The first thing that Beckie mentioned about Ace in the Hole was the acting. She felt that much of it was what she considered “over the top” and wondered if all acting from this era was like this. I told her that I didn’t really think of it as over the top, although I can see how she might infer that just from the acting of Kirk Douglas. I think part of that is Douglas being Douglas, part of that is the character of Chuck Tatum, and part of it is the era in which the film was made. Part of that era includes the Hays Code, which didn’t allow writers to write perhaps the dialogue they wanted to write, so much of what they wanted to say had to be reflected in a tone of voice, or other ways in which lines were delivered.

I mentioned to Beckie that Billy Wilder is one of my favorite directors, also mentioning that he directed Double Indemnity, which we had just screened at the library’s Great Movies program. Beckie mentioned that she’d never really thought about directors before and that “You think about movies way more than I do,” but I told her that I believe the director’s influence and direction (to choose a totally obvious word!) often give a movie a certain look and feel that make it clearly unique. (Now we didn’t go into it, but I am not a huge proponent of the auteur theory. The director is important, but so are the writers, cinematographers, editors, etc. Another topic for another time.)


I asked Beckie whom she thought was the more despicable character, Chuck Tatum (Douglas) or Lorraine Minosa (Jan Sterling), the indifferent wife of the trapped man. It’s a tough call, but I think we both fall on the side of Tatum getting the bulk of the blame. Lorraine is scolded only by Tatum, which is definitely the pot calling the kettle black, but his main purpose is to sell more newspapers. (Or is it?) Tatum is surrounded on all sides with religious imagery: crosses hung on walls, people praying for the trapped man, a priest, and even non-religious messages like the “Tell the Truth” embroidery hanging in the newspaper office.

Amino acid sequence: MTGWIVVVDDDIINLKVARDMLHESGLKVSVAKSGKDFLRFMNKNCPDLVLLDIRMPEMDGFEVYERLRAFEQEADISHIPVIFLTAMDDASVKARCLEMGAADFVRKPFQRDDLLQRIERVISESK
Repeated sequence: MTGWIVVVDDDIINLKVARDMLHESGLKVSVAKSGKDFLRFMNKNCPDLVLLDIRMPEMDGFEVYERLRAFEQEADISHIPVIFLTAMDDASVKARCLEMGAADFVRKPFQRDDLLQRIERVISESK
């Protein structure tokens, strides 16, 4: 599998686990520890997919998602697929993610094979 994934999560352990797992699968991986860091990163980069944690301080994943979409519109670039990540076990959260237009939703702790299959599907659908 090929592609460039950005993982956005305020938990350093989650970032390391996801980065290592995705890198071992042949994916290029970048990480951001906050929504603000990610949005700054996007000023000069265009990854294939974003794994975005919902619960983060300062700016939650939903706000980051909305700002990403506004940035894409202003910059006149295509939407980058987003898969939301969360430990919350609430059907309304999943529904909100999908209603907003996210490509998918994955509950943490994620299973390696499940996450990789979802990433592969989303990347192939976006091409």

I’m really enjoying our movie exchange program and I think Beckie is as well. Next time I’ll look at the next movie Beckie picked for me (The ‘Burbs) and the one I picked for her (Locke).

(Photos: The Movie Pilot, IFCPeopleBest ActorBilly Wilder Gallery, Off ScreenHal0000)

9 thoughts on “The Beckie Project Part I

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  8. Great comments, David – thanks for stopping by! I agree that the film looks and feels very modern even in 2016 since so much of the film is relevant today. I think I know what my friend means by “over the top” in the context of older films, but we also discussed how much bad acting you can find in many modern movies. (Your mention of Pacino frequently being over the top is spot on!) I’m finding this is a very interesting exchange program! Hope you’ll stop by again.


  9. This is interesting because I work in a library and a guy returned Ace In The Hole the other day, he had to see it for a class, he was about 22 or 23 years old, thought it was an “amazing” movie. We talked about it a while. He thought it was very modern, did not think “an old movie” would have been so cynical and hard hitting. He mentioned nothing about the acting being over the top (nor do I think it is, myself). Kirk Douglas was still sometimes starring in movies when I was a kid (early 80’s) so I really wonder sometimes how people can say that acting from actors not that very long ago is so different. I don’t actually think it was (if the actors were good). I think sometimes people are not used to seeing different actors. I mean hasn’t Al Pacino ever been over the top? Honestly.